Stacey Halota
Stacey Halota
While reading Jeffrey Carr's interesting new book, Inside Cyber Warfare, I was struck by a mention that there were so many new viruses in 2009 that Symantec needed to write a new virus signature every nine seconds. I thought to myself how staggering a number that is and how it could only get worse in 2010.

That is not to say that signature-based software doesn't play an important part in a layered defense strategy; however, it just can't keep up with malware being generated. I happened to be reading this book right after the Hydraq trojan and Kneber botnet received so much publicity, and that led me to think about a technology that I have always been a fan of and have used extensively, network behavior analysis (NBA). To me, NBA is like the Rodney Dangerfield of the information security tool world – it just doesn't get any respect (or enough respect). Unlike firewalls or anti-virus, it is not necessarily considered a “must-have” in a company's computing environment, but maybe it should be. I prefer to think of it as the Swiss Army knife of information security tools.

NBA uses passive monitoring sensors, network flow data and other sources to monitor network traffic and establish a baseline for normal network behavior. It can then be configured to report and alert on behavior that deviates from that baseline. Not only does NBA help protect against zero-day malware and non-signature based events, it does many other things well:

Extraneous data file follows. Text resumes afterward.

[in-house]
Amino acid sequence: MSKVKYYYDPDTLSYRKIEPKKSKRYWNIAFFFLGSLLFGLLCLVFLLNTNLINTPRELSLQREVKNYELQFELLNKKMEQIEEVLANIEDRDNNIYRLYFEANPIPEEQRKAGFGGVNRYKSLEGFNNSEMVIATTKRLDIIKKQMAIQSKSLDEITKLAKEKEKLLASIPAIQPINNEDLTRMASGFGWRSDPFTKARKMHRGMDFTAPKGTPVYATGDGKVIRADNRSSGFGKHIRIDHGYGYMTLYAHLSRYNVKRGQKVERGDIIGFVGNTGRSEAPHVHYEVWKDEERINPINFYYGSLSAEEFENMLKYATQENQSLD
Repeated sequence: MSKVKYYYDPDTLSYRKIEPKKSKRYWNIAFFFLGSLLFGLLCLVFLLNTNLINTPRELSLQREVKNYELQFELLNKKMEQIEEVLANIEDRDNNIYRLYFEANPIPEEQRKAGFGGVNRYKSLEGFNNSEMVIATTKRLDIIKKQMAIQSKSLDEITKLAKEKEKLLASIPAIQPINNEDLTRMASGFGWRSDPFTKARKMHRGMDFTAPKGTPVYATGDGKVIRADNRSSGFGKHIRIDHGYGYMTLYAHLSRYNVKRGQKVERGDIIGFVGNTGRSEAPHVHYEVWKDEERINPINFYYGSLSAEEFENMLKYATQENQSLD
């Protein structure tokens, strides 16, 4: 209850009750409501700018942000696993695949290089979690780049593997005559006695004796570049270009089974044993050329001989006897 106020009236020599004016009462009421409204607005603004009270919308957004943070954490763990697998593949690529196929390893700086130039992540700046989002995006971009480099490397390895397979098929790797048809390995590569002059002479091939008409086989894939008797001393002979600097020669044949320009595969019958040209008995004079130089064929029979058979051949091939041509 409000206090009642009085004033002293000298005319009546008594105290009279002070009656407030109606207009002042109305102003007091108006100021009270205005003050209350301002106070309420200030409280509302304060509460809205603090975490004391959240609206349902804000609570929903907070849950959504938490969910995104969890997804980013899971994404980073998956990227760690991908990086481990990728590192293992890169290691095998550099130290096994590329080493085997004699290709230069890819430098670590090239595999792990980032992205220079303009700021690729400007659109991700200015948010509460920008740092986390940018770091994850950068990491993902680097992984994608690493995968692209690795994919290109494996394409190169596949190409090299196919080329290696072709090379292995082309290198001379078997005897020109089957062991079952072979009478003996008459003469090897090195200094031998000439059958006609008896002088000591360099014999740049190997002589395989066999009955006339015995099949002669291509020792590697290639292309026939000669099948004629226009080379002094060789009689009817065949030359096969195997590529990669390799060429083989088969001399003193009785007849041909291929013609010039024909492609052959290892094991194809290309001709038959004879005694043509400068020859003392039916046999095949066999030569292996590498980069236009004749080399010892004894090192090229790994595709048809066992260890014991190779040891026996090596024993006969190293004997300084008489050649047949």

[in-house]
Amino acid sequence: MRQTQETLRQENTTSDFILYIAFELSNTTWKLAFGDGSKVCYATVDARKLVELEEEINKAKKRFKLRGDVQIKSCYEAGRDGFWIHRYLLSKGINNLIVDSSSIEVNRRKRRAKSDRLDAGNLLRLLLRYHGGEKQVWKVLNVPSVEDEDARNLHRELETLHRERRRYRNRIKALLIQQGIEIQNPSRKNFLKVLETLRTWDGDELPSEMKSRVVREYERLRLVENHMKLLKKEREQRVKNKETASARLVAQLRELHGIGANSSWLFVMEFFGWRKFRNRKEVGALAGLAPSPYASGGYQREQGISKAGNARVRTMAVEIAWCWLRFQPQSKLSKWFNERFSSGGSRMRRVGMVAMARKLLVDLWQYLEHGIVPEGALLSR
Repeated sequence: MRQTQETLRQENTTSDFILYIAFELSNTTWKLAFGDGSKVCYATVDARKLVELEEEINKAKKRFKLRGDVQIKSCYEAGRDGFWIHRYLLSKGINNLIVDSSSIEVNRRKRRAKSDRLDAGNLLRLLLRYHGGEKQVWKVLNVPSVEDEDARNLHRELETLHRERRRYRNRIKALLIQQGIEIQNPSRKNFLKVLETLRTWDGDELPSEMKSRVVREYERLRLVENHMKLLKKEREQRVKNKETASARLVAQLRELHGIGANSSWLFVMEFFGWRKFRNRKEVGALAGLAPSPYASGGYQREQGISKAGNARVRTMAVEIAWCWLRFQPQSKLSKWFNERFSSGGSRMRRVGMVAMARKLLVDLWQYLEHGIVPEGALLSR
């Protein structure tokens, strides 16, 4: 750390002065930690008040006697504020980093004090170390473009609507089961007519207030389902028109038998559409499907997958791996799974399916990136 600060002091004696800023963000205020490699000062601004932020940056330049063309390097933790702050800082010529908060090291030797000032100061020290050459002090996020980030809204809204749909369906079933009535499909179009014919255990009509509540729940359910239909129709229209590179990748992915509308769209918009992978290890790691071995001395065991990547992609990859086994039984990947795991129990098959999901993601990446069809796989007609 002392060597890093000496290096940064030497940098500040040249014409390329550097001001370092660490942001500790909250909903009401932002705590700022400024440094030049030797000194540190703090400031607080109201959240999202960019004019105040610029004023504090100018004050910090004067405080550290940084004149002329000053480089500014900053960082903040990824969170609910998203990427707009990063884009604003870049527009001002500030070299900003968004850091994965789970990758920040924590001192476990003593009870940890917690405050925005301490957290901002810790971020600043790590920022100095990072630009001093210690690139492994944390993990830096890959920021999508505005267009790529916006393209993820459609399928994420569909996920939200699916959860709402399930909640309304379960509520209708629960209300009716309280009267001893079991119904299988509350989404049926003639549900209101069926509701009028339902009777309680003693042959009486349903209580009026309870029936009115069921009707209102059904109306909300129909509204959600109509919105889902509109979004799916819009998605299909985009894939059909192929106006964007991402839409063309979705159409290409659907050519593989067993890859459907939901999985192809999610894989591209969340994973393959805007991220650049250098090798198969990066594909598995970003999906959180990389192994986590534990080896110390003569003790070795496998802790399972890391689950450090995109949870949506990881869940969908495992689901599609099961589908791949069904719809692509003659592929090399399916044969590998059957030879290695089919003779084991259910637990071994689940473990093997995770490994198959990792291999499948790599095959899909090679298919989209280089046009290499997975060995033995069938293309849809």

Provides expanded internal network visibility: Because NBA reads information from devices already on the network (routers, etc.), you can get more visibility while deploying fewer sensors. It may be cost-prohibitive to deploy an IDS and/or IPS across your entire internal network, but this is not out of the question with an NBA tool.

Works with other solutions like IPS and data leakage prevention: While NBA tools don't prevent events from happening, you can use NBA alerts to trigger IPS events. It can work with routers and switches by shutting down ports, changing routes or invoking ACLs. You can augment DLP by defining custom NBA policies on allowable behavior, triggering when the conditions are met (like data transfers from an unexpected source).

Helps with compliance: You can use NBA tools as virtual gateways surrounding critical Payment Card Industry, SOX, HIPAA or other systems containing regulated data and define specific compliance policies for these systems, providing an additional layer of defense.

Provides value outside information security: It is always great when you can buy a tool that is seen as useful outside of the information security group. Network engineers can use NBA tools to troubleshoot network performance problems, find out who creates the heaviest traffic loads, trace back unusual activity, and run automated reports by application. NBA tools show dependencies between users, applications, systems and network infrastructure and can help with documenting disaster recovery plans or planning data center moves.

Security dollars are hard won and tough choices have to be made where they should go. Speaking as someone who has seen the benefits NBA tools have provided for many years in our complex environments, given their bang for the buck, NBA tools deserve some respect – and a place on the “must-have” information security tool list.



Stacey Halota was SC Magazine's CSO of the Year in 2009.